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FORT EDWARD — Less than 25 feet from the ground, experimental aircraft did flybys that created shock and awe moments during the 10th annual FunFly Charity Airshow on Saturday.

The North Country Flying Tigers Model Airplane Club Inc., with the Glens Falls chapter of the Experimental Aircraft Association, held the aviation event to raise money for Make-A-Wish Northeast New York.

“They came in real low; we can see the whites in their eyes,” Flying Tigers President Bob Lippman said about the flybys.

After the Glens Falls chapter finished its sweeps, model airplane pilots took to the airstrip at 1933 County Route 43. There were many versions of model planes, from electric to gas, each of which had its own power, capabilities, speeds and tricks.

Model airplanes got their start in the 1930s, Lippman said. But flying them goes beyond the entertainment of seeing the dives, swoops and crashes.

“It’s a great way for kids to learn about science, technology, engineering and math,” Lippman said, “and some of our great aeronautical engineers we’ve had in this country over our history started in model aviation, including the Wright brothers (and) including Neil Armstrong.”

Lippman got into model airplanes when his son turned 10 years old. He bought a model plane and flew it with his son in a school yard. His curiosity to learn and do more led him to join the Flying Tigers.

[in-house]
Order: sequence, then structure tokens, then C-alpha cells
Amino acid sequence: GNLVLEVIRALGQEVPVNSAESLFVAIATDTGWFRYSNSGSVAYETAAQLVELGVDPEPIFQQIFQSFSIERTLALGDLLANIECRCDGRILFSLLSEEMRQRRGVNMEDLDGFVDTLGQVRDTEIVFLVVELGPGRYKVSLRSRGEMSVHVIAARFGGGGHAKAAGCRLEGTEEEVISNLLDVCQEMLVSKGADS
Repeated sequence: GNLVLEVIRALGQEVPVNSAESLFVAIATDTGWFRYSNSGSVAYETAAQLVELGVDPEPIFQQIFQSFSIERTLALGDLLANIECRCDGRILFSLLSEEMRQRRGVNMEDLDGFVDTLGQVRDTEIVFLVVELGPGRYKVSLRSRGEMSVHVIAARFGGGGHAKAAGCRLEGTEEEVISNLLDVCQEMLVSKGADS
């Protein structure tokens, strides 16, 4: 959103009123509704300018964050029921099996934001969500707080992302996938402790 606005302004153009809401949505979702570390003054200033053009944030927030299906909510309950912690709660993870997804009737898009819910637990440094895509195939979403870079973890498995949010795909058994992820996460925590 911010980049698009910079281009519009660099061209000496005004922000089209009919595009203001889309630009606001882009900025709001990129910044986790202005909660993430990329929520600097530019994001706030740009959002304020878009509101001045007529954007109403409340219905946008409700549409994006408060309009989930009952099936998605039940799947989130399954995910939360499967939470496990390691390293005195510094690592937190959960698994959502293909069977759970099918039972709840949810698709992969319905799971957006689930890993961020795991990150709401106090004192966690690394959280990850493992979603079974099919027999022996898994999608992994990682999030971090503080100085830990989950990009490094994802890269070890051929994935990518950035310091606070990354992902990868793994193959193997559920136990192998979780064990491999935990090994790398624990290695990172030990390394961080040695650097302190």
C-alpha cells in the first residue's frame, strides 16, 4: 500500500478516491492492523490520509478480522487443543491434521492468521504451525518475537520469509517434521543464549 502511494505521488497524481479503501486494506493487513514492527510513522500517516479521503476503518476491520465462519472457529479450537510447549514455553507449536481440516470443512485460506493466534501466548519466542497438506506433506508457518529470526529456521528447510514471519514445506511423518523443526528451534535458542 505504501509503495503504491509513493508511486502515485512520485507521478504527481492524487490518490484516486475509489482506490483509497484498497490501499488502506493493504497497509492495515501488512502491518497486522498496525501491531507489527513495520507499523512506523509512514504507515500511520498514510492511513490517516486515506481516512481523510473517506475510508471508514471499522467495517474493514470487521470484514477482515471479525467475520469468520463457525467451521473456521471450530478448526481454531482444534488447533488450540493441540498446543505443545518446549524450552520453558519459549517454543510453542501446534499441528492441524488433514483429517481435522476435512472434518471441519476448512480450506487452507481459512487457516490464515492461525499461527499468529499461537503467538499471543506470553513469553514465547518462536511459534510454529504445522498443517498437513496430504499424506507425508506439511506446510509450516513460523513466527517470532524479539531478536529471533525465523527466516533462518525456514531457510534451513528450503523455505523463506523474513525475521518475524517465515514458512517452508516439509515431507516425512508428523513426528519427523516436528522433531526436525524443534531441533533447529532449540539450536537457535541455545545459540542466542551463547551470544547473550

Curtis Winterroll, a resident of Argyle and Long Island, got back into model airplanes when he was in the Army in 1973. He owns his own plane and flies it at his house. At the event, however, he was a spectator.

He said it takes probably thousands of hours to master some of the top-end planes.

“When I was a kid, I flew controlled line planes and watched the big boys flying the fast ones and that’s how I got interested,” Winterroll said.

Many pilots took their model planes for a spin Saturday and there were all kinds of tricks, from flips to rolls. When a hand-eye coordination mistake occurs, though, it isn't a tragedy.

“See,” Lippman began as a plane crashed. “If that was a real plane, that would be a real disaster. With a model plane, you just bring it back and try again.”

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Andrew David Kuczkowski is the education reporter. Andrew can be reached at 518-742-3354. Follow Andrew on Twitter: @ByKuczkowski.



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